Government proposal for all Hartlepool homes to have weekly food waste collections

Government consultation to be launch in the new year on recycling.
Government consultation to be launch in the new year on recycling.

Hartlepool Borough Council chiefs are looking at Government proposals aimed at creating food waste collections.

Every home in the country will have weekly food waste collections and packaging will be more clearly labelled to show if it can go in household recycling bins under plans set out by the Government.

Hartlepool Borough Council wheelie bins.

Hartlepool Borough Council wheelie bins.

The new waste and resources strategy comes after the latest figures for England revealed household recycling rates have all but flat-lined in recent years, and amid widespread concern over waste such as single-use plastics.

The strategy will make it easier for people to know what they can recycle wherever they live, with more consistent schemes from council to council.

The new strategy was announced this week by the Government and Hartlepool Borough Council says they are assessing the proposal.

A Hartlepool Borough Council spokesperson said: “We have only just been made aware of the Government’s proposals which will be subject to consultation in the New Year, and until more detail emerges it is too early for us to comment.”

Producers will pay the full net costs of disposing or recycling their packaging, up from a contribution of just 10% currently, and money will go to councils to help them improve waste and recycling systems.

With the industry having to pay higher fees if their products are harder to reuse or recycle, it is hoped the move will encourage more sustainable design.

And it will raise between £500million and £1billion a year for recycling and disposing of rubbish, say the Department for the Environment, food and Rural Affairs (Defra).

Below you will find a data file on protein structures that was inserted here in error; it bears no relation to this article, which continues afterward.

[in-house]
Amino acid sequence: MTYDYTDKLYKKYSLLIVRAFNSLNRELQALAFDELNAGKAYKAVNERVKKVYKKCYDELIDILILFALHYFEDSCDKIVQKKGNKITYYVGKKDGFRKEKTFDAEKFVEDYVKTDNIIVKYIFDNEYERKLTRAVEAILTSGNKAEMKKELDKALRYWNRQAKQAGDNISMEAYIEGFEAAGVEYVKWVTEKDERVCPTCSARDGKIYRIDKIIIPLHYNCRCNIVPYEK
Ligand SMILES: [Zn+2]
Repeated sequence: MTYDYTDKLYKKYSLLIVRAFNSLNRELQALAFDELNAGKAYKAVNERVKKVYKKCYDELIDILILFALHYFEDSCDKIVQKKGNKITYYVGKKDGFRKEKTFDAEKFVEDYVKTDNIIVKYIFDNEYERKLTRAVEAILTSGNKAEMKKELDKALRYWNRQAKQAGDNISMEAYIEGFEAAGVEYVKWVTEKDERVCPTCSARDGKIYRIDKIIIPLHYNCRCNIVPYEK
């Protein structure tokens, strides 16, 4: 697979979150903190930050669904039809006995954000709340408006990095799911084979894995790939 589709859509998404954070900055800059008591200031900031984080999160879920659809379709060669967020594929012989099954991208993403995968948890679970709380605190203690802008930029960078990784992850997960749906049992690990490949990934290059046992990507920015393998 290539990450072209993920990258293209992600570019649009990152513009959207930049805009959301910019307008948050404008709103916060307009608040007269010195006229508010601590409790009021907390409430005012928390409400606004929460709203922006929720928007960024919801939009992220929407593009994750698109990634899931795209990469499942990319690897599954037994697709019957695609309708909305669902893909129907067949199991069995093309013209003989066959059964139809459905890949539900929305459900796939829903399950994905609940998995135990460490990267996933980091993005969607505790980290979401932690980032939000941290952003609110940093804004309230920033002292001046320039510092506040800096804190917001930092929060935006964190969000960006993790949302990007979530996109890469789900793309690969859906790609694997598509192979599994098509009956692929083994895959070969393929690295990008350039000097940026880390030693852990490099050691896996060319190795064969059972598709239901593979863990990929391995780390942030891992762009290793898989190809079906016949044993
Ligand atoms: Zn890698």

Manufacturers could also have to pay for dealing with waste textiles, vehicle tyres and mattresses, in the same way they currently do for items such as batteries and electrical goods.

The Government will introduce a consistent set of recyclable materials - for example card, tins and types of plastic - which all councils will be expected to pick up from homes and businesses.

Consistent labelling will be developed on packaging so consumers know if they can put it in the recycling bin, which could be as simple as a “green dot” on items that indicates they can be recycled.

And it will include a weekly collection of food waste from every household, as well as a potential return to free garden waste collections.

Cutting food and greenery from black bin waste will help meet targets to ensure zero food waste is going to landfill by 2030 and reduce greenhouse gas emissions from landfill sites.

The plans are all subject to consultation in the New Year.

Ministers are also set to consult on a deposit return scheme to boost recycling of bottles, cans and disposable coffee cups, and to introduce annual reporting of food waste by businesses - with mandatory targets if progress is not made on curbing the problem.

Environment Secretary Michael Gove said: “We really need to shift the dial on recycling and our strategy will help make that happen.

“We’ll make sure producers pay more in order to use the material that goes to generate all this waste.

“And we will use that money to ensure that across every local authority, we’ve got a more consistent approach to recycling that will help citizens know exactly what they should put in which bin.

“As a result, we will improve recycling in this country and use all resources more efficiently.”